Is Long Covid a disability?

The Employment Tribunal recently concluded, in the case of Burke v Turning Point Scotland, that “long Covid” can be deemed a disability under the Equality Act 2010. Research published by the Office of National Statistics shows that as of 1st May 2022, 3.1% of the population, being around 2 million people, were suffering from symptoms of long Covid. Evidently, this is a condition that is impacting a significant number of people so it is important that employers and HR professionals consider what this means for them.

Case facts

The Claimant, Mr Burke, worked for the respondent as a caretaker. After Mr Burke contracted Covid-19 in mid November 2020, he was absent from work for around 10 months before he was eventually dismissed by the respondent in August 2021. Throughout this time, Mr Burke suffered with intense fatigue, lack of concentration, joint pain, severe headaches, loss of appetite and difficulty sleeping. Mr Burke’s symptoms would fluctuate from time to time.

Two occupational health assessments were conducted on Mr Burke by his employer and it was found after both assessments that Mr Burke was allegedly fit to return to work and that his symptoms of long Covid would be unlikely to be considered a disability.

Tribunal’s findings

Mr Burke brought a claim against his employer for disability discrimination and unfair dismissal.

The legal test for the tribunal to consider in relation to whether Mr Burke had a disability was whether:

1 – he had a physical or mental impairment;

2 – the impairment had a substantial and long-term adverse effect on his ability to carry out normal day-to-day activities; and

3 – the adverse effects of the impairment were long-term (so had lasted or were likely to last for at least 12 months).

The tribunal decided that the above grounds were met and Mr Burke’s symptoms of long Covid did indeed amount to a disability.

Practical steps for employers

It is important to note that whilst in Mr Burke’s case his long Covid was considered to be a disability, this will not always be the case. Each case needs to be assessed on an individual basis. The tribunal judgment does however make it clear that employers need to tread carefully in relation to any employees asserting that they suffer from the condition.

Some practical steps employers can take are as follows:

  • Consider each case individually and separately. The impact of long Covid will vary from person to person and it is important to consider the symptoms of each person individually. Not every individual will meet the legal test with respect to which conditions constitute a disability, however employers should pay particular attention to the impact the symptoms are having on the individual’s day to day life.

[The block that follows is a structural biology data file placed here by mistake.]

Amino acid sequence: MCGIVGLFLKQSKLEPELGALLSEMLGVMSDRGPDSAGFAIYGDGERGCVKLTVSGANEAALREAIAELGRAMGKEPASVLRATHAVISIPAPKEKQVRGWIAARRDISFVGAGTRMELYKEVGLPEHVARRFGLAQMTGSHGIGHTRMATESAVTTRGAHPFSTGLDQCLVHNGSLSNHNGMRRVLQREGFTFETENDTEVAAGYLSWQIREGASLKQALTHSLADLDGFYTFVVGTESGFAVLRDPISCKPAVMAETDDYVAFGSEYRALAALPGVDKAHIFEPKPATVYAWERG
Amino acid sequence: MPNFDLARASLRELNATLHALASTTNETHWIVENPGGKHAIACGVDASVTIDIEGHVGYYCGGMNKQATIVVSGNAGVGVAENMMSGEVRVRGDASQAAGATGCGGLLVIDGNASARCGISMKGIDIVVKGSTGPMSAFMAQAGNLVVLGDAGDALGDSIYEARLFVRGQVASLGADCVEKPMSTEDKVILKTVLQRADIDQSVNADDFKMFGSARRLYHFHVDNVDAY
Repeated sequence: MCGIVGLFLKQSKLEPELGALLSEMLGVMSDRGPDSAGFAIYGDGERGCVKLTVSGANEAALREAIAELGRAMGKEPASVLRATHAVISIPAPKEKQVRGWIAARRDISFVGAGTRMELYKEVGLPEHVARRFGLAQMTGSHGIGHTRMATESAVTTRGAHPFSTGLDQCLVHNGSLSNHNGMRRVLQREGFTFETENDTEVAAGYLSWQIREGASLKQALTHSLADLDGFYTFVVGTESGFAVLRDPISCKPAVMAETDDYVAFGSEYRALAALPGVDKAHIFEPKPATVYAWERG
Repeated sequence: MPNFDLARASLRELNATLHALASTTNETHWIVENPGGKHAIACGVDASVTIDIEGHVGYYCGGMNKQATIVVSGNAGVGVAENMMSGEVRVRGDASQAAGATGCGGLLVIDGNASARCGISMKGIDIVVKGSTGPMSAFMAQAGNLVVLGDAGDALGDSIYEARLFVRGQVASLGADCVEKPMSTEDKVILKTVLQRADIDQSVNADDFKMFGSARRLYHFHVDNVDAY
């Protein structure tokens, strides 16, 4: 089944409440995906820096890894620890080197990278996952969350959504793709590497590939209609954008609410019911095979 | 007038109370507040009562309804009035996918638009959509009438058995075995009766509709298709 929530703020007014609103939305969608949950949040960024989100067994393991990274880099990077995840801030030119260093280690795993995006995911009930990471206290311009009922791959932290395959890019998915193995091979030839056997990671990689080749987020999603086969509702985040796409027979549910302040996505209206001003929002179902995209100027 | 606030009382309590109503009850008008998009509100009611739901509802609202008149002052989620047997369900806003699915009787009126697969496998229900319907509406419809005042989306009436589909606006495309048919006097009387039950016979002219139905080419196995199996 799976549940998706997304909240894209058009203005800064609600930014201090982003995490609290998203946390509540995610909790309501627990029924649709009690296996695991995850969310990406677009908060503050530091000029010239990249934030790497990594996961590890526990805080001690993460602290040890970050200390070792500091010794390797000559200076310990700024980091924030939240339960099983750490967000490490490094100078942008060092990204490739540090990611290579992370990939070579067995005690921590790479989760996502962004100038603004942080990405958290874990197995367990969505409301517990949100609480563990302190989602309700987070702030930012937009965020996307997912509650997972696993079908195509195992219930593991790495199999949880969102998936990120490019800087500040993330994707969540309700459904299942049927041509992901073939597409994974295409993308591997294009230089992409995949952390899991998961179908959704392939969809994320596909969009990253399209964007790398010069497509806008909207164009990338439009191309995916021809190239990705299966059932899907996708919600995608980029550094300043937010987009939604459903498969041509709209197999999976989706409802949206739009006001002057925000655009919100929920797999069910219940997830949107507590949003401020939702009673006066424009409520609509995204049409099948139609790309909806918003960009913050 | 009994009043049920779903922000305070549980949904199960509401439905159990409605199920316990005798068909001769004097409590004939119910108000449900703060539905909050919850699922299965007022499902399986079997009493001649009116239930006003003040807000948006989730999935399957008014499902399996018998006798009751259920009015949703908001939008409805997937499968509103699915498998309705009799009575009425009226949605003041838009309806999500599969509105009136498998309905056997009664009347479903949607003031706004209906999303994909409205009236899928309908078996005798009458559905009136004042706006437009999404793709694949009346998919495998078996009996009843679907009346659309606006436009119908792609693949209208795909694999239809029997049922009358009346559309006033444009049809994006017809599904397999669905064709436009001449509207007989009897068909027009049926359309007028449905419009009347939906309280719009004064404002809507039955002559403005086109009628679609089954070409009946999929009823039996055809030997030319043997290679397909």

• Be conscious of occupational health findings. Whilst employers should of course continue to seek advice and guidance from occupational health professionals and consider in detail their recommendations with respect to reasonable adjustments, their recommendations are not definitive in determining what constitutes a disability. The tribunal in this case determined that Mr Burke is disabled despite the occupational health reports stating that he was not likely to be considered disabled.
  • Make reasonable adjustments. If you consider an employee is disabled due to long Covid, consider what reasonable adjustments you can make to help them return to work. For instance, consider whether you can offer a phased return or flexible working.  This in turn will hopefully support the employee and also mitigate the employer’s risk.
  • Manage disability related absences. Individuals who suffer with long Covid are likely to have fluctuating symptoms and may feel better on some days than others. Consider being more flexible in relation to levels of absence and review absence policies to ensure that they do not discriminate against those who may have to take shorter and more frequent absences due to their disability.
  • Avoid other discrimination risks. The impact of long Covid may be worse for women and those who are older and have pre-existing medical conditions. This could present a risk of indirect sex or age discrimination. Employers should ensure that they are considering each case individually and are adopting a reasonable approach to managing long Covid in the workplace.

The Employment Team at Berry Smith provide expert and specialist advice on disability, discrimination and workplace grievances, among other employment related matters. Please contact us if you would like more information about the issues raised in this article or any other aspect of employment law at 029 2034 5511 or